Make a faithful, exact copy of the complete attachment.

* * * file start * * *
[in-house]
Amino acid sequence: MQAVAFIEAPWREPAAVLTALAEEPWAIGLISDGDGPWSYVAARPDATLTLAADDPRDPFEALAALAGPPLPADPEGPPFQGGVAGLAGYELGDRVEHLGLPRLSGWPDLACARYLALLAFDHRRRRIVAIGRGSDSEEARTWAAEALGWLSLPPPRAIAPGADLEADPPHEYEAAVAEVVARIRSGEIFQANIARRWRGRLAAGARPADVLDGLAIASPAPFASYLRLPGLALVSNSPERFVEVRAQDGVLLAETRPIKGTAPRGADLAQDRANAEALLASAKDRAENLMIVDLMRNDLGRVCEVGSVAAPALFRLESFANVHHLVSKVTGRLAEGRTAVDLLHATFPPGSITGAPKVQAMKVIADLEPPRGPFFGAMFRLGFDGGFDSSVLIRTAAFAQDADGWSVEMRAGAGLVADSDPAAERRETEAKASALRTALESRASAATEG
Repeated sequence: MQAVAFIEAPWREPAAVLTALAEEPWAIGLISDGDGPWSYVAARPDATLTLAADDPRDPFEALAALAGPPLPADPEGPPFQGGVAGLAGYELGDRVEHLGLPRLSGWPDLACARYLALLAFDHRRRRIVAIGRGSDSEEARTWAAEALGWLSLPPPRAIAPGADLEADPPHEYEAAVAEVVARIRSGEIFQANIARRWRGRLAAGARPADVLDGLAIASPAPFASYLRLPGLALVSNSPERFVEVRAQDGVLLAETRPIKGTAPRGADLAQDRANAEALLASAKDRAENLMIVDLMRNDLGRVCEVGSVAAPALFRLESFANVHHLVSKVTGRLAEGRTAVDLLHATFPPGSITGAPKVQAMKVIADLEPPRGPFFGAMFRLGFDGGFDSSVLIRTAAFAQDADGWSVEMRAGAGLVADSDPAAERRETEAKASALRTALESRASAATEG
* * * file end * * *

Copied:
[in-house]
Amino acid sequence: MQAVAFIEAPWREPAAVLTALAEEPWAIGLISDGDGPWSYVAARPDATLTLAADDPRDPFEALAALAGPPLPADPEGPPFQGGVAGLAGYELGDRVEHLGLPRLSGWPDLACARYLALLAFDHRRRRIVAIGRGSDSEEARTWAAEALGWLSLPPPRAIAPGADLEADPPHEYEAAVAEVVARIRSGEIFQANIARRWRGRLAAGARPADVLDGLAIASPAPFASYLRLPGLALVSNSPERFVEVRAQDGVLLAETRPIKGTAPRGADLAQDRANAEALLASAKDRAENLMIVDLMRNDLGRVCEVGSVAAPALFRLESFANVHHLVSKVTGRLAEGRTAVDLLHATFPPGSITGAPKVQAMKVIADLEPPRGPFFGAMFRLGFDGGFDSSVLIRTAAFAQDADGWSVEMRAGAGLVADSDPAAERRETEAKASALRTALESRASAATEG
Repeated sequence: MQAVAFIEAPWREPAAVLTALAEEPWAIGLISDGDGPWSYVAARPDATLTLAADDPRDPFEALAALAGPPLPADPEGPPFQGGVAGLAGYELGDRVEHLGLPRLSGWPDLACARYLALLAFDHRRRRIVAIGRGSDSEEARTWAAEALGWLSLPPPRAIAPGADLEADPPHEYEAAVAEVVARIRSGEIFQANIARRWRGRLAAGARPADVLDGLAIASPAPFASYLRLPGLALVSNSPERFVEVRAQDGVLLAETRPIKGTAPRGADLAQDRANAEALLASAKDRAENLMIVDLMRNDLGRVCEVGSVAAPALFRLESFANVHHLVSKVTGRLAEGRTAVDLLHATFPPGSITGAPKVQAMKVIADLEPPRGPFFGAMFRLGFDGGFDSSVLIRTAAFAQDADGWSVEMRAGAGLVADSDPAAERRETEAKASALRTALESRASAATEG